We haven’t done a Don Cherry update in a while, so I thought we should check in just in case you were getting worried about him. He’s still kicking along, complaining about his time while using 90 percent of it to show clips of players walking into the arena. This week he wore a silly hat and met Pat Sajak. You know, the usual.
It was an interesting year for Cherry. Here’s a good wrap-up of his 10 best moments of 2014, including his battles with his new bosses and his place in an evolving television landscape. To his credit, he barely missed a beat. Overall, that’s not a bad year.
After all, remember: He’s under a lot of pressure:
Awesome and/or Horrific Old YouTube Clip of the Week
In addition to being a great source of adorable pets and functionally illiterate commenters, YouTube is a goldmine for old hockey clips. In this section we find one and break it down in way too much detail.
The NHL’s annual holiday trade freeze ended this week, resulting in a flurry of activity leaguewide that saw one minor trade. As we’ve covered before, trading is basically a dead art in the NHL. But it wasn’t always that way. Exactly 23 years ago today, the league saw an unprecedented blockbuster. This is what it looked like when the news broke:
• It’s January 2, 1992, and the Flames and Leafs have just pulled off the biggest trade in NHL history. Literally — with 10 names in all, this trade set a record for players involved that still stands.
• I feel a need to pause here so that any fans who’ve been watching the NHL for only a decade or so can get caught up. A trade is when two teams exchange players and other assets in an attempt to improve. It’s a thing that NHL GMs used to be expected to do fairly often, back before they realized that they could just make a pouty face and say, “My job is hard,” and we would all be OK with that.
• Our report comes via Canadian sports network TSN and our anchor, legendary curling voice Vic Rauter. Yes, I said legendary curling voice. It’s Canada; what can I tell you?
• As we can see the graphics guy isn’t feeling especially subtle today. It’s still a little too close to New Year’s to work in any sort of clever pun-based headline. Nope, he’s going with “RECORD TRADE!” Works for me, graphics guy.
• We might as well get this out of the way: This one didn’t work out for the Flames, in the sense that Doug Gilmour immediately turned into an MVP candidate and all the players Calgary got were terrible.
• Still, Rauter is going to do his best to polish this turd for his Calgary viewers. “They get a talented young defenseman, Alexander Godynyuk … ” he begins, apparently describing two different people.
• The Leafs’ side of the package isn’t all that much better, apart from Gilmour. My favorite description is that Jamie Macoun is “comfortable” on the blue line. That’s good, since, you know, that’s his position and everything. I wonder if that’s an official scouting term. Hey, is that guy any good? Uh, he’s comfortable. Yeah, but is he any— HE’S COMFORTABLE, OK?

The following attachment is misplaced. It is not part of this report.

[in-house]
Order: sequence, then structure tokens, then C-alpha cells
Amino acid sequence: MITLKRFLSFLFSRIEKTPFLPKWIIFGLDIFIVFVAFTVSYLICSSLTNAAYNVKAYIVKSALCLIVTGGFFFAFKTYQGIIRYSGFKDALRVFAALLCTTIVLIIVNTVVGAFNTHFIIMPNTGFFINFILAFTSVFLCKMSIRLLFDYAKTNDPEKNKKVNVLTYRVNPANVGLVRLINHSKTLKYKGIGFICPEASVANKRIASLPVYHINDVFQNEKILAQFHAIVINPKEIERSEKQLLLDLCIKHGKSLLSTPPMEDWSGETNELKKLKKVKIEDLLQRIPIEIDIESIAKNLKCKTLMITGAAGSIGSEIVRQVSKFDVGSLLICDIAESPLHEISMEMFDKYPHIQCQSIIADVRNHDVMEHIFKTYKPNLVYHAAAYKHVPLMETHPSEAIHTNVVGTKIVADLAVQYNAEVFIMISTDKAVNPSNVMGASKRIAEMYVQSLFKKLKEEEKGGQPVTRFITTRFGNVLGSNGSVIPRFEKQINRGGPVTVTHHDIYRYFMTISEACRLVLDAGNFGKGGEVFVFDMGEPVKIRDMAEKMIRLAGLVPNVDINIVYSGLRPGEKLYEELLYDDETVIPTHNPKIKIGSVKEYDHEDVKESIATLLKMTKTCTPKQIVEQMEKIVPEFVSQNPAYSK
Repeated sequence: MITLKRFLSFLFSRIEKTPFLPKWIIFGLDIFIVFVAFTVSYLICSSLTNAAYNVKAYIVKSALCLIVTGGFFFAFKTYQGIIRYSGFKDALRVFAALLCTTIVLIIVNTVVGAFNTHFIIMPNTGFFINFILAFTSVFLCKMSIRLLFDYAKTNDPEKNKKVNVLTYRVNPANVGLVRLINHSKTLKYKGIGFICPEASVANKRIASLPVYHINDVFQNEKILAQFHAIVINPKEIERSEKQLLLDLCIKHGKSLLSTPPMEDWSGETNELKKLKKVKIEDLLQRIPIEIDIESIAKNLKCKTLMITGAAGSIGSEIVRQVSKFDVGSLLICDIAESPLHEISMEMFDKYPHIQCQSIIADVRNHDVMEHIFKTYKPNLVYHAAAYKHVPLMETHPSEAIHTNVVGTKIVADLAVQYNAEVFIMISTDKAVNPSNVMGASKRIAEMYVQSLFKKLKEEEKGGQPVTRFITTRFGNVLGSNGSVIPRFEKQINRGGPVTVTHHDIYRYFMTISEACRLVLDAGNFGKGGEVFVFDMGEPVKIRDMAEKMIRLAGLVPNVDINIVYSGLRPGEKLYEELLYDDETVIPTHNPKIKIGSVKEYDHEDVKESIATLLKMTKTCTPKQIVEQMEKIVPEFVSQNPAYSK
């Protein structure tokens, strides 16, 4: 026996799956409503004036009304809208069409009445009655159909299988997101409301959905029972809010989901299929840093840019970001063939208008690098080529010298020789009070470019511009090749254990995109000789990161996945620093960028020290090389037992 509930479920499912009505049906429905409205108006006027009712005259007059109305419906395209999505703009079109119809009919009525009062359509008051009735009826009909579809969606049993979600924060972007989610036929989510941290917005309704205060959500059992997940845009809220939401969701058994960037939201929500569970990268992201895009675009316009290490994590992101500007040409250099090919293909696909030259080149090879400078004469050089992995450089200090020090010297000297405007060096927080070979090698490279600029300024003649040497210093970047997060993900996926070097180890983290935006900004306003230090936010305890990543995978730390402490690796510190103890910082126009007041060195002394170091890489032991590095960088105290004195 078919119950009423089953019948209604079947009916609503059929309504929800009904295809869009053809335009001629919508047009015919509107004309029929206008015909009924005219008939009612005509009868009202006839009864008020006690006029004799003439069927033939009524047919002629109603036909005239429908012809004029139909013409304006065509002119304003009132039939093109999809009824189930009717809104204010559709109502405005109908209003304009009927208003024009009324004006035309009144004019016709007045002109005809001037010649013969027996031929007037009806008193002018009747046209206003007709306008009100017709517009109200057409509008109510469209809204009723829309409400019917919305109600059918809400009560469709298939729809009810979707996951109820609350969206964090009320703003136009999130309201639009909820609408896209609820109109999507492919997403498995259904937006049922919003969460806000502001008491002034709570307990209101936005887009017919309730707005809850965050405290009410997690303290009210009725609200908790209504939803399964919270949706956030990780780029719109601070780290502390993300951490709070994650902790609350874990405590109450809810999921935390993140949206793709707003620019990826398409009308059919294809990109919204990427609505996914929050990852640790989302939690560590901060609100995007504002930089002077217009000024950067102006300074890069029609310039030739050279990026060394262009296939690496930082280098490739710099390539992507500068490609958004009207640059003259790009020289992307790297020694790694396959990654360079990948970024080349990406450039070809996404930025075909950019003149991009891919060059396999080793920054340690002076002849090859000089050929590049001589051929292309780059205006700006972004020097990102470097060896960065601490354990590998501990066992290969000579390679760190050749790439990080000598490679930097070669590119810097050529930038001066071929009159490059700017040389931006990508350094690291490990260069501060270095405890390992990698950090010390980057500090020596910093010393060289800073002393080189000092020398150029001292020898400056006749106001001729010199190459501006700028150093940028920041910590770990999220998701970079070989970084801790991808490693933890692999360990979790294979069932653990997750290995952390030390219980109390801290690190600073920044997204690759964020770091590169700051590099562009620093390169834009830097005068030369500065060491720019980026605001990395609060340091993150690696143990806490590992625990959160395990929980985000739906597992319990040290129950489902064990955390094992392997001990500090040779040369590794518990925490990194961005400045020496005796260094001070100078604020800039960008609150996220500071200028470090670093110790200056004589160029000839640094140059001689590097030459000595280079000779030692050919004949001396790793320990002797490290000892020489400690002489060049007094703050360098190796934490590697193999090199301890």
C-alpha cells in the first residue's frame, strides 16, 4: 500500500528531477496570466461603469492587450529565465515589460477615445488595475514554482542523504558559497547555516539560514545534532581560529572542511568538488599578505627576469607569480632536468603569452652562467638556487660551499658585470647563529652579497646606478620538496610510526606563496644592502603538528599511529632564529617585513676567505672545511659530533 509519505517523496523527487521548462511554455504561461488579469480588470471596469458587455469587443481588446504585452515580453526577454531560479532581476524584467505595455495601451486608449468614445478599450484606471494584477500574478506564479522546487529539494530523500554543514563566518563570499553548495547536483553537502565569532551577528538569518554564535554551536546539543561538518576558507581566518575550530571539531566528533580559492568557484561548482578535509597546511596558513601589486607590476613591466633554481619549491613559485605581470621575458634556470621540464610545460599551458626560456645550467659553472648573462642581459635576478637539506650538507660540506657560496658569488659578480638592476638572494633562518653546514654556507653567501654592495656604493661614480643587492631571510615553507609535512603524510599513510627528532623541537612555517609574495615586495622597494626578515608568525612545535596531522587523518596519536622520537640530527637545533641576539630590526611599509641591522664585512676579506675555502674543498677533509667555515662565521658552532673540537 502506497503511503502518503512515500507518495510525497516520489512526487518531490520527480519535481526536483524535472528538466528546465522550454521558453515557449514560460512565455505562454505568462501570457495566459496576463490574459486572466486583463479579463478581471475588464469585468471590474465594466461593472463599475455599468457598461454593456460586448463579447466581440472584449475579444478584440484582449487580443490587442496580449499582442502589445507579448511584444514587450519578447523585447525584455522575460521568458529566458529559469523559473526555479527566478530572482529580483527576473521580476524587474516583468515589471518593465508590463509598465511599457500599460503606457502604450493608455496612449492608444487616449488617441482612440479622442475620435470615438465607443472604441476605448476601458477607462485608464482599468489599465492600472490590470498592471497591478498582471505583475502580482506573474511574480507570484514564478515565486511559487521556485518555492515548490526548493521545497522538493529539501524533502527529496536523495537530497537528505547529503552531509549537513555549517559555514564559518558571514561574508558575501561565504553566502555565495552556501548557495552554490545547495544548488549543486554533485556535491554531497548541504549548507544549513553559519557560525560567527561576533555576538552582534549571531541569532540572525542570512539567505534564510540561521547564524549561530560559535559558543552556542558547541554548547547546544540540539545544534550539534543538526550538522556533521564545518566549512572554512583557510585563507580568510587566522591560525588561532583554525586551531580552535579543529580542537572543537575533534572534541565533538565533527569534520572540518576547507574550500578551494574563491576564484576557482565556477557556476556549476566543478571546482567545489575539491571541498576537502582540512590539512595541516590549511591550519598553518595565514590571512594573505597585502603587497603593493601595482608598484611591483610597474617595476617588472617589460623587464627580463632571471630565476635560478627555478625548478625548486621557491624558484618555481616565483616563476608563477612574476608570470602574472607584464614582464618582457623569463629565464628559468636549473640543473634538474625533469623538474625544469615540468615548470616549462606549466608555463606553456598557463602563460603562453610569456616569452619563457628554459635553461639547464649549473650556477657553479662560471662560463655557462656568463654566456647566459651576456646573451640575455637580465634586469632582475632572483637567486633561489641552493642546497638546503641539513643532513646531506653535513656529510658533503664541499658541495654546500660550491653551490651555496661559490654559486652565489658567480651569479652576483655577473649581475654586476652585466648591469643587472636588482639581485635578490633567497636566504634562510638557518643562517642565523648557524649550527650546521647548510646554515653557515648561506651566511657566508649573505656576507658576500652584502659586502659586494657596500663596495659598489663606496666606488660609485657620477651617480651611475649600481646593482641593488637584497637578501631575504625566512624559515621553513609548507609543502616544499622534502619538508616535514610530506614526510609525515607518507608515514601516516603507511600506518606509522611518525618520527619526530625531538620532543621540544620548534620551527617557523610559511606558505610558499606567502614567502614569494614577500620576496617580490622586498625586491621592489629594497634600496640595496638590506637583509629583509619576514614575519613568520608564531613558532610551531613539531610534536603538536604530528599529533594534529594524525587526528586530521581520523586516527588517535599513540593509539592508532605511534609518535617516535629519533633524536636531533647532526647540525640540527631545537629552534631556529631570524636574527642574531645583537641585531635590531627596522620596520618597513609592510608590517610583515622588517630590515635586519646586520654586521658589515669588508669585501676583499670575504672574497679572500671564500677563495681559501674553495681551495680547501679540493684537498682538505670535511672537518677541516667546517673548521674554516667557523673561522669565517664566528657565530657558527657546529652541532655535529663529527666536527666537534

• Rauter mentions that Gilmour had forced the deal by walking out on the Flames, then is immediately handed a memo that everyone in the Toronto media has agreed to never mention this ever again.
• We now move on to a report on the reaction to the deal. Our graphics guy goes with “REACTION.” No exclamation point this time. He’s fading.
• I’m going to go out on a limb and say that Gary Leeman may have had his nose broken once or twice in his career. Call it a hunch.
• For tonight’s performance, the role of “Craig Berube” will be played by former WCW tag team champion Paul Roma.
• Fun fact about Michel Petit: Every Canadian hockey fan called him “Mike Small,” and we all thought we were the first one to come up with it.
• “I’m pretty excited about going to Calgary,” says Jeff Reese, while clearly not lying and also making this face:
• This is the second time we’ve seen this highlight clip of Kent Manderville. I’m starting to think that it’s the only one in existence when this aired. Years later, after his NHL career wrapped up, that total had increased to … one.
• Over in Calgary, a young Joe Nieuwendyk gives his thoughts on the deal before heading over to help the San Jose Sharks film their ugly-Christmas-sweater video.
• This entire segment could basically just be called “People in Calgary throwing shade at Doug Gilmour.” Do you get the sense he wasn’t happy to be there? I think he wasn’t happy to be there. I need a “NOT HAPPY TO BE HERE!” graphic to help me.
• And here’s Doug Risebrough, the Flames’ young GM. He was roasted for this deal, and it took him years to shake the reputation of getting taken to the cleaners by Toronto’s Cliff Fletcher. It eventually cost him his job in Calgary, but he did get another shot as a GM with Minnesota, a job he held for a decade. He was fired in 2009 and replaced by … Cliff Fletcher’s kid. At this point, I’m amazed Risebrough doesn’t wander the earth, like Inigo Montoya, seeking revenge against the Fletcher clan.
• The rest of this clip is pretty much more of the same. Feel free to skip ahead to the end, when the clip is suddenly interrupted by footage from the movie Edward Scissorhands, and … wait, I’m being told that’s Gilmour, apparently unaware that a small animal has crawled up his neck and died.
Needless to say, I spent the next three years desperately wanting this exact haircut.
Have a question for Sean? Want to suggest an obscure player or a classic YouTube clip? Send all your Grab Bag–related emails to email@example.com.